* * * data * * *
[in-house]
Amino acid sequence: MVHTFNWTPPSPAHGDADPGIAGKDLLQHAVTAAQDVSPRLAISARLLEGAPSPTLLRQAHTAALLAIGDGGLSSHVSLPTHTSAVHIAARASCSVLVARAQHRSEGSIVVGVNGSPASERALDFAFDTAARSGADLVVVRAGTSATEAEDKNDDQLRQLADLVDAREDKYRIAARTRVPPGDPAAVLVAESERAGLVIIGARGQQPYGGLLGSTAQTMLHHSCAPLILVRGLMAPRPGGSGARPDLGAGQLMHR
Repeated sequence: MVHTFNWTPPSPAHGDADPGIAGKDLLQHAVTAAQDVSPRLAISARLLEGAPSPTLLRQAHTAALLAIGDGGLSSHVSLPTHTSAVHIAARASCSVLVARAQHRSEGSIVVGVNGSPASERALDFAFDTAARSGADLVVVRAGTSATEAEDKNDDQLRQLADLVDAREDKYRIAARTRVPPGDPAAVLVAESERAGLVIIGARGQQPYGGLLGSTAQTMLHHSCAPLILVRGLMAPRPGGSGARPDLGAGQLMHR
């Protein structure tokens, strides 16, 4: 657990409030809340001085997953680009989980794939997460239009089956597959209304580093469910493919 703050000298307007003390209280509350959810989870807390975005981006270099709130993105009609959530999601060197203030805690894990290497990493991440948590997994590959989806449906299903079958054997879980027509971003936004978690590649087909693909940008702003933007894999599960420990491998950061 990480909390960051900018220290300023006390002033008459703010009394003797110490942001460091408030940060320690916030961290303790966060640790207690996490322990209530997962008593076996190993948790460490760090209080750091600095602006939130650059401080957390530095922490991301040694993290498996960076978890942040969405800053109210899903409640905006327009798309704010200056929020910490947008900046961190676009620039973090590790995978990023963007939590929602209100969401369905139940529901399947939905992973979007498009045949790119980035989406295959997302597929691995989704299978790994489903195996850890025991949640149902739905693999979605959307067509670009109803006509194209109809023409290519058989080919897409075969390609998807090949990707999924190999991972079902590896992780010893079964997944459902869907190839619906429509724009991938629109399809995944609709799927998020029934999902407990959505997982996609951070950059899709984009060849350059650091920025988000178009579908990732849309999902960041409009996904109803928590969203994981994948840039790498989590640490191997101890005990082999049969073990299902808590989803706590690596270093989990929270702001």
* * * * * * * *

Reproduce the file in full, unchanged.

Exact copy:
[in-house]
Amino acid sequence: MVHTFNWTPPSPAHGDADPGIAGKDLLQHAVTAAQDVSPRLAISARLLEGAPSPTLLRQAHTAALLAIGDGGLSSHVSLPTHTSAVHIAARASCSVLVARAQHRSEGSIVVGVNGSPASERALDFAFDTAARSGADLVVVRAGTSATEAEDKNDDQLRQLADLVDAREDKYRIAARTRVPPGDPAAVLVAESERAGLVIIGARGQQPYGGLLGSTAQTMLHHSCAPLILVRGLMAPRPGGSGARPDLGAGQLMHR
Repeated sequence: MVHTFNWTPPSPAHGDADPGIAGKDLLQHAVTAAQDVSPRLAISARLLEGAPSPTLLRQAHTAALLAIGDGGLSSHVSLPTHTSAVHIAARASCSVLVARAQHRSEGSIVVGVNGSPASERALDFAFDTAARSGADLVVVRAGTSATEAEDKNDDQLRQLADLVDAREDKYRIAARTRVPPGDPAAVLVAESERAGLVIIGARGQQPYGGLLGSTAQTMLHHSCAPLILVRGLMAPRPGGSGARPDLGAGQLMHR
């Protein structure tokens, strides 16, 4: 657990409030809340001085997953680009989980794939997460239009089956597959209304580093469910493919 703050000298307007003390209280509350959810989870807390975005981006270099709130993105009609959530999601060197203030805690894990290497990493991440948590997994590959989806449906299903079958054997879980027509971003936004978690590649087909693909940008702003933007894999599960420990491998950061 990480909390960051900018220290300023006390002033008459703010009394003797110490942001460091408030940060320690916030961290303790966060640790207690996490322990209530997962008593076996190993948790460490760090209080750091600095602006939130650059401080957390530095922490991301040694993290498996960076978890942040969405800053109210899903409640905006327009798309704010200056929020910490947008900046961190676009620039973090590790995978990023963007939590929602209100969401369905139940529901399947939905992973979007498009045949790119980035989406295959997302597929691995989704299978790994489903195996850890025991949640149902739905693999979605959307067509670009109803006509194209109809023409290519058989080919897409075969390609998807090949990707999924190999991972079902590896992780010893079964997944459902869907190839619906429509724009991938629109399809995944609709799927998020029934999902407990959505997982996609951070950059899709984009060849350059650091920025988000178009579908990732849309999902960041409009996904109803928590969203994981994948840039790498989590640490191997101890005990082999049969073990299902808590989803706590690596270093989990929270702001």